Oh, they certainly are the most Western of the Muslim world. However, the rise of Erdogan and his allies have really started to change things. Historically, whenever Islamists would be gaining too much power, the secular Turkish military would overthrow that government in an attempt to restore Ataturk's legacy. Now, that could very well be the cause of the Islamist push-back---military coups and heavily-pushed secularism could be responsible for emboldening the Islamists. The military has been defanged and its leaders removed under Erdogan and Gul, who have also worked to diminish its popularity among the citizenry. It is no longer the protector of secular values; it is seen as a threat.

Don't get me wrong; Turkey is the most cosmopolitan and modern nation in the Muslim world, with probably the greatest respect for rule of law and human rights. There is still hope that Erdogan's allies may push too hard in one direction and the citizens will demand their rights be respected, but I see no evidence of this brewing just yet. In the cities, yes, but--as in Iran--Erdogan's party feeds off of the much larger populations spread across the rural and uneducated communities, who embrace this bitter Islamism. While I would certainly like to see Turkey lift itself up and take a seat at the world stage as a great power, if it is under Erdogan's leadership I would much rather prefer that they flopped.

Perhaps, no real knowledge of details here. I think success for a nation that might be called "Islamicist" could be a good thing. There are a billion muslims world wide, dedicated in some sense to living under sharia law, and to hold Turkey up as an example of a plausible "Muslim" state seems fine by me. I think the trend towards securalism has run its course. If folks are going to be religious and demand laws that respect the religious prefferences that they hold as a community, then democracy itself is going to accomodate that. Even in the United States we have zonning laws that work to regionally prohibit pornography and sunday alcohol sales. Of course the amount of pornography and alcohol readily available even in Iraq and Kuwait, is large. Islam is the religion that legalizes all of human behavior and provides strict standards for everything. You will obviously have pockets of securalism, and places like Dubai, which is essentially the Las Vegas of the Middle East, and so long as the internet is kept relatively free, and there is a privacy that the government does not infringe upon "Islamicism" will only flourish if it is consented to or makes up a strongly held conviction and way of life. Erdogan can't push too hard, and it was the excess of the push by the secular military that made possible the loss of support by the people. So there is every reason to hope that Erdogan rules sensibly and does not push too hard...but also that the "rights" which citizens might demand in Turkey are essentially those which are compatible both with Islam, the EU treaties(economically), and the protection of property.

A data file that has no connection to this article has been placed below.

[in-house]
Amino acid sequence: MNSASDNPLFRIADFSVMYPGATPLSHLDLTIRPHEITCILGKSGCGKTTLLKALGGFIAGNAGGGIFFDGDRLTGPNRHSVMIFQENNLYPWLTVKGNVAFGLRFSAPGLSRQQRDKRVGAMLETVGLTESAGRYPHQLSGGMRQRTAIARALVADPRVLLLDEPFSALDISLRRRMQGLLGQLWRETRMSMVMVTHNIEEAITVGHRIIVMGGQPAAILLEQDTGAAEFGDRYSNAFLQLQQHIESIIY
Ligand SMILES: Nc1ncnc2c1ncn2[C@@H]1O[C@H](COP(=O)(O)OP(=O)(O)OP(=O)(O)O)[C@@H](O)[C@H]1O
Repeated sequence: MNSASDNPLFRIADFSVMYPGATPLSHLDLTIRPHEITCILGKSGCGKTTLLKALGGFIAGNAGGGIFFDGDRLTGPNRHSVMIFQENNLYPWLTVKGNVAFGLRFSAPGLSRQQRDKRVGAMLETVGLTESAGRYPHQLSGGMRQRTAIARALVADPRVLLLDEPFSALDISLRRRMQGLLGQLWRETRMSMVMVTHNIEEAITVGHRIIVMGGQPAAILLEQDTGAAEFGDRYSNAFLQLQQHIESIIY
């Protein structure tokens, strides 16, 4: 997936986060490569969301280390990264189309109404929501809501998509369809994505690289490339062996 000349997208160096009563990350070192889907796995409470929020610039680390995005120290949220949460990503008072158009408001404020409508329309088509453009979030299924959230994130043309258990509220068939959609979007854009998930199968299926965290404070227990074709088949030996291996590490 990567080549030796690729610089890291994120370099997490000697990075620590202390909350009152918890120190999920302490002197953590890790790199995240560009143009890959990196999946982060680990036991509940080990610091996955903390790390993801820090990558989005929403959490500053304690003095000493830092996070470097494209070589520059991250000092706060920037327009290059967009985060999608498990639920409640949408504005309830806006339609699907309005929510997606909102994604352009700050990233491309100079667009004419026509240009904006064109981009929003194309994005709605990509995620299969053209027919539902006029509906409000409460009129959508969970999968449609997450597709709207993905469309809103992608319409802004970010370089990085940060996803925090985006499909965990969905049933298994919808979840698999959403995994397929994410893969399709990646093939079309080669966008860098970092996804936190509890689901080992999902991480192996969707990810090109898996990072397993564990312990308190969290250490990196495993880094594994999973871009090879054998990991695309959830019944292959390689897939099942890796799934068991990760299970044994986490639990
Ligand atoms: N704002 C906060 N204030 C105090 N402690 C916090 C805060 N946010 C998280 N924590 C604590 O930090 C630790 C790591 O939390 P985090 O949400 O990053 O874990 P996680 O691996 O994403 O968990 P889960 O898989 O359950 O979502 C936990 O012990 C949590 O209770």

Turkey's greatness may lie in resolving the Mediteranian Crisis of Faith, that plagues both Islam, Catholicism and the vestiges of Athens. The rise of Turkey above the PIGS(all historically Catholic or Orthodox) would signal more than the fall of Constantinople again, it would be the fall of Rome. But it is a (story of Job like) fight for the economic presige of the dominant religious orders. The PIGS have become weak, their Gods are dead to them and the people without virtue: and who knows what all can be woven with a telling of history?

Turkey's regional power is thus simply to stand as the primary force of mediteranian rebirth. A main truth in Islam is that wealth is a blessing that comes from virtue, living in accordance to the will of Allah. The demise of the PIGS and the 9% growth rate of the Turkey economy can take on a religious significance that the evolving constitution of sharia law can encode as virtue.

Provided that Sharia law might be the best example of a living constitution(laws created by wise men, and only as good as the wisdom of the cleric).

That is if you are Muslim or even Eastern Orthodox and Turkish, the rise of Turkey is the outward expression of your nation's virtue vis a vis the competing mediterranian religions, and provided one is theist a handy cosmological type argument for distinguishing the nature of God from Blasphemous conceptions and derivatives. That is the Crisis of Islam was its dark ages, yet at the end of the day it requires wealth or outward presige(multiple wives?) to accertain that sharia is in fact best practice or in accord with the true will of Allah.

Note for example that Cowgirl often times makes this cosmological argument vis a vis the "demise" of California, for the proposition that "Liberalism" is a mental illness. I don't find it very persuasive...but I think it has more persuasive power in Turkey, given its historical and geographical theological roots.